A decade after Rhode Island became the 11th state (there are now 25) to allow medical marijuana, a Providence Journal investigation has found a venture born from altruism has evolved virtually unchecked into a multi-million dollar industry with marijuana growers, doctors, and the state itself profiting and positioning themselves for a time when recreational marijuana is legalized. What started out as a program with a few hundred patients now includes 15,470, an increase of more than 5,000 percent since 2007. Patient numbers are expected to surge again with this year’s addition of the first psychiatric condition — post-traumatic stress disorder — to the qualifying conditions.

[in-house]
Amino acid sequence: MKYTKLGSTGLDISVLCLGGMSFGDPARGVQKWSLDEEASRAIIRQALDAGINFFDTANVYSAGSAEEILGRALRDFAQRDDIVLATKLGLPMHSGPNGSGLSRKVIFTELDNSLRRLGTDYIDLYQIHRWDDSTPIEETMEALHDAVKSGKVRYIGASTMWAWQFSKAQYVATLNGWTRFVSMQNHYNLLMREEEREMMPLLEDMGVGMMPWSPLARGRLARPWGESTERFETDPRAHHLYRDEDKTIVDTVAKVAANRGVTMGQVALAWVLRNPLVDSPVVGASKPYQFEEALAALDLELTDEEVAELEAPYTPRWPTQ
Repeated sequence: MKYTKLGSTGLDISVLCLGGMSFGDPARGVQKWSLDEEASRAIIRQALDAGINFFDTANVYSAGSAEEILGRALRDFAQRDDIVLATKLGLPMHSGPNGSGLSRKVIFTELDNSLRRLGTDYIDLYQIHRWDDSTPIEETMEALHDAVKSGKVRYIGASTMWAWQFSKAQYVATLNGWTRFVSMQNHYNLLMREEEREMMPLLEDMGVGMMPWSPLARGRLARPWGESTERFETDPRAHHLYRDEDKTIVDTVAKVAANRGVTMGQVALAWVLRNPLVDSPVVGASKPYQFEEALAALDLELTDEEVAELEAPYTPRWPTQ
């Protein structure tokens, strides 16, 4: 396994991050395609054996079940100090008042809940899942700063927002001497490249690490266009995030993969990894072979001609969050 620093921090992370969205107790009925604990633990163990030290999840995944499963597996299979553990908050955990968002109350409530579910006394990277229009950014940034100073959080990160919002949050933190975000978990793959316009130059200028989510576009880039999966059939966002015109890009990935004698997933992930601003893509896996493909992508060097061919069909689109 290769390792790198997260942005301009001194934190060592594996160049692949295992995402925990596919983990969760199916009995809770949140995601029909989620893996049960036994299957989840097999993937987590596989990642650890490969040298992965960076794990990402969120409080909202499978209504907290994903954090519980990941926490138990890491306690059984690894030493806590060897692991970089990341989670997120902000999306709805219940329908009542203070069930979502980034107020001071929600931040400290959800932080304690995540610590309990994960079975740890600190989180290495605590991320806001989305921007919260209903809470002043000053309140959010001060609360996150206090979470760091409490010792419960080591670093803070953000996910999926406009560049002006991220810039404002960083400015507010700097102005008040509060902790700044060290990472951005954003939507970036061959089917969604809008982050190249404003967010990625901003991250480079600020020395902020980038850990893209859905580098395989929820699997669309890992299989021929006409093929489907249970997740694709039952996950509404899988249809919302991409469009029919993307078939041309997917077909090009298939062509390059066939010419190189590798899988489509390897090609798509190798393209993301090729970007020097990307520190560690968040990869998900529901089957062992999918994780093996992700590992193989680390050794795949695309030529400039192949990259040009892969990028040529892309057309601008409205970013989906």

Meanwhile, the number of people permitted to grow marijuana for those patients has exceeded 3,000. Weeding out which of these growers are complying with the state “caregiver” law and which might be abusing the program has proved almost impossible for police. Without access to the state health department’s lists of growers and patients, police don’t know which grow houses to raid and which ones to leave alone. Growers say they shouldn’t be blamed; it’s the state which has allowed these ambiguities to linger in the law.